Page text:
Beyond the records
Music is more than just a lifestyle for this local record shop
By Chris Rugowski
Since 2012, Todd Magnuson has been bringing local, regional, national and even international acts to Rock n’ Roll Land.
Located at 504 S. Military Ave., Magnuson said the record shop has expanded from two bins of new records to more than 16 bins and counting.
In addition, the used selection includes thousands of records, tapes, CDs, DVDs, audio equipment and – for those with a working player – laser discs.
Magnuson said what sets Rock n’ Roll Land apart in the record business is its staff’s collective depth of knowledge – making music their lives in one way or another, and stressing the importance of a customer’s relationship to music.
As Rock n’ Roll Land will soon be Titletown’s only record store – following the July closure of The Exclusive Company – Magnuson can’t help but look at the niche it has always filled, and plans to continue to fill, moving into the future.
Magnuson said Rock n’ Roll Land wasn’t his first foray into the music world.
He said he owned a bar back in the ’90s and hosted bands such as Annex when they were young enough to still need their parents to get them into the bar.
With Rock n’ Roll Land, Magnuson said he saw an opportunity to create a home-away-from-home for younger bands, and to be able to help them seize the “magic moments” before they made it big by offering an all-ages, live music venue – one of the only in the area – to the local music market.
“It’s those kind of magic moments in a bands’ life that I like to say, ‘Hey, I was a part of that early on,’” he said. “‘We had them here twice before anybody knew who they were.’”
An appreciator of all types of music – from rockabilly to rap – Magnuson said he’s been a music nut his whole life.
Though, he said he’s never been a player of instruments.
“I’m not one to shy away from one genre versus another,” he said. “We’ve had metal, punk, rock, hip-hop to just acoustic shows.”
Because of his willingness to support all kinds of genres, Magnuson said he’s not scared to take chances with a variety of bands.
“I’ve always liked bringing something that’s never been here, never been to Green Bay, as far as a genre or band,” he said. “Sometimes it’s crossing my fingers that there’s a good turnout for them, and then hoping the next time they come around, there’ll be twice as many people here, which has always kind of happened.”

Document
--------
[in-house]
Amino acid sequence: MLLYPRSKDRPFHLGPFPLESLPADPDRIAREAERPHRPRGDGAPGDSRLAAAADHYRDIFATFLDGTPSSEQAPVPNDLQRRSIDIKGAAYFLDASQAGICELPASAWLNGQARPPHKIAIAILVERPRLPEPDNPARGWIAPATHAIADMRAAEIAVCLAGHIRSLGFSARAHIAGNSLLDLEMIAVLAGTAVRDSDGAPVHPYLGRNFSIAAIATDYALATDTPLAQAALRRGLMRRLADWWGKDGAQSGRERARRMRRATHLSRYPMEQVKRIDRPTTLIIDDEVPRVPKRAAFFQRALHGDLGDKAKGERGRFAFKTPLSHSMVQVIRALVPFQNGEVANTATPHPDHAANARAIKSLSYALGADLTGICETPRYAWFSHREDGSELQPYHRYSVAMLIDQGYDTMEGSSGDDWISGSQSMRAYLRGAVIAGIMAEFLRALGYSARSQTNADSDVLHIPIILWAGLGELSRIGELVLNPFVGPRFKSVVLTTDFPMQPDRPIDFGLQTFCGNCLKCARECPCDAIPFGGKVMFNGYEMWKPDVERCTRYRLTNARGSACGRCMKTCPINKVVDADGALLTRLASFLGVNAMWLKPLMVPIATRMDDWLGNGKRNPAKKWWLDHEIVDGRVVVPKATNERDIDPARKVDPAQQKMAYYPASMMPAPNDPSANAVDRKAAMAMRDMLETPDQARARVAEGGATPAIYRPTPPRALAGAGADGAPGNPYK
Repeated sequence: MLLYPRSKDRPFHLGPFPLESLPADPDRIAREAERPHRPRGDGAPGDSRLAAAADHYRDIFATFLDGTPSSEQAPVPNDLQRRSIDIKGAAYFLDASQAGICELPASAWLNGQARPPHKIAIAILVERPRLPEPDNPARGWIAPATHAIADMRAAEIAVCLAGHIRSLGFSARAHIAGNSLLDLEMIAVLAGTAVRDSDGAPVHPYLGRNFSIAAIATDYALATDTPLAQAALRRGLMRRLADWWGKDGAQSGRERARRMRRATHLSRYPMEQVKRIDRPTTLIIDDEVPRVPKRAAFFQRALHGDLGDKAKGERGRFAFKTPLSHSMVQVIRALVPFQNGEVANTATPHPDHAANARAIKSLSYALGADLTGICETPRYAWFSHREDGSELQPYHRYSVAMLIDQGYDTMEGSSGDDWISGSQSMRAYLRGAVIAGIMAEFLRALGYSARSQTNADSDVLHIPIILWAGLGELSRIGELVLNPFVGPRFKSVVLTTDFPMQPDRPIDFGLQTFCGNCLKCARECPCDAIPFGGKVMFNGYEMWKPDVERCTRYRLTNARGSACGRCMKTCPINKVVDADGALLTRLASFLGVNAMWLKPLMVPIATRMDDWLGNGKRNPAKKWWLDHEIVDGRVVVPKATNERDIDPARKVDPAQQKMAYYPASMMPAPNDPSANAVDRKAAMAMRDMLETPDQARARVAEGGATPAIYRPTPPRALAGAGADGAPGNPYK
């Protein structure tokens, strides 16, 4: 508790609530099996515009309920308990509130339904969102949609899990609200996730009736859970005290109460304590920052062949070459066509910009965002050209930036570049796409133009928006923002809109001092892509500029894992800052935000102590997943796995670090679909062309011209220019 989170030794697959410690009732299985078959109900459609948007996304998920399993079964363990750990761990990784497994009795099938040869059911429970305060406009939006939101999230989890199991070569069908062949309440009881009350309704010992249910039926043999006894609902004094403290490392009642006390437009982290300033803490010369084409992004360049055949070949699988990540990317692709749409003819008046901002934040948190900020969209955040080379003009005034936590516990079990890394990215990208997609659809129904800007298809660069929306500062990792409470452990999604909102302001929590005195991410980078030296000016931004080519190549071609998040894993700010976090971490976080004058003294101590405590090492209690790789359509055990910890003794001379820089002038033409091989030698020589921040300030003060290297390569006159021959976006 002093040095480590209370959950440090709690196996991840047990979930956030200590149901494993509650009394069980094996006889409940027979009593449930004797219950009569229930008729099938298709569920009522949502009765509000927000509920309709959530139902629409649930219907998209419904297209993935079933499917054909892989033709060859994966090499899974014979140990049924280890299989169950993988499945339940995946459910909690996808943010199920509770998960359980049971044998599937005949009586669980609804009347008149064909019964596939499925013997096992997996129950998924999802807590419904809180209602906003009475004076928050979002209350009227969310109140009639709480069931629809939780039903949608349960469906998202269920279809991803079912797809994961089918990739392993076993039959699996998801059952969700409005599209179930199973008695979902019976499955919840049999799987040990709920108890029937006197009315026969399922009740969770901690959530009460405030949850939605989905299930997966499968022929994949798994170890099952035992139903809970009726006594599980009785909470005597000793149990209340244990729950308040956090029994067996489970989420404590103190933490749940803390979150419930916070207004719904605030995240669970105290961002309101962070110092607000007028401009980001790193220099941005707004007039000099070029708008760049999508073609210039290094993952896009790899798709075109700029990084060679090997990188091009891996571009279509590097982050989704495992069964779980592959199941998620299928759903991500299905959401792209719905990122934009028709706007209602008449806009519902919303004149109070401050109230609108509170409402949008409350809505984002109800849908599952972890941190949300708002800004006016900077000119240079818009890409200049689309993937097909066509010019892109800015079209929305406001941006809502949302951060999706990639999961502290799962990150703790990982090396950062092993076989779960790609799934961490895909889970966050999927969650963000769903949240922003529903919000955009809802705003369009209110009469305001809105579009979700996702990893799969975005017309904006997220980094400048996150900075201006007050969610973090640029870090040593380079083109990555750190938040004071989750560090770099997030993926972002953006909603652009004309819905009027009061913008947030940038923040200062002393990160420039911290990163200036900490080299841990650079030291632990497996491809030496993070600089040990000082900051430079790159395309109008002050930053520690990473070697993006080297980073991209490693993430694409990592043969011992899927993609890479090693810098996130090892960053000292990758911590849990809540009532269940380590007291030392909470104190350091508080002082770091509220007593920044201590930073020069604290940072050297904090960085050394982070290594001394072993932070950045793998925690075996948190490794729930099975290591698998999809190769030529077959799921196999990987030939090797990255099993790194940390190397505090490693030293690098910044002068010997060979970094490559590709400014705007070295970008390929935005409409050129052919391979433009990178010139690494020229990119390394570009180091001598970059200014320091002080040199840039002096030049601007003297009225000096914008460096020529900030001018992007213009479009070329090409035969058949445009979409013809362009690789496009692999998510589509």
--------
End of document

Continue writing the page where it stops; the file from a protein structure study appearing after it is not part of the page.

Magnuson said a great example of this is The Native Howl, a band that has played at Rock n’ Roll Land, and as of 2022, has secured an opening spot on the current GWAR tour.
When it comes to shows in general, Magnuson said he has worked with Will Liebergen, owner of The Lyric Room, for the last five years to get touring bands into the area who might not necessarily fit into Rock n’ Roll Land.
He said it’s a win-win for everyone, as the partnership provides support for local and touring bands, and for the venue itself.
When asked about his favorite memories of Rock n’ Roll Land’s place in the music scene, Magnuson said he had a plethora of them.
“It’s just always been my pleasure, honestly,” he said. “From the bar days with Annex when they were 17-18 years old, to Rock n’ Roll Land with Motra, who was 15-16 years old, it’s just so cool to watch these kids and young bands grow. I still see Paul Hanna (Annex) as a little kid with his mom and dad in front of a smokey bar crowd back in the ’90s and how excited they were, and all these years later he still has the excitement in his face. I love watching these kids grow up to be really talented musicians, as they continue their musical careers.”
COVID pandemic, future potential
Unfortunately, because of the COVID-19 pandemic, Rock n’ Roll Land was forced to shut its doors to live music for the past nearly three years.
Now that things have mellowed out some with the pandemic, Magnuson said he is ready to embrace the all-ages venue at full capacity again.
“Getting back into doing shows here has kind of been my goal,” he said. “But now with this whole transition of Exclusive Co. being gone soon, I’m trying to think about the location, bigger location. And there might be a place for a permanent all-ages venue.”
Magnuson said he’ll share those details if and when they come to fruition.
Green Bay’s soon-to-be only record store is open Tuesday-Friday from 11 a.m. to 5 p.m. and Saturday 10 a.m. to 5 p.m.
To keep up with Rock n’ Roll Land, follow its Facebook page.
Chris Rugowski is a photojournalist from Green Bay, who mainly focuses on event photography, with an emphasis on bands and music.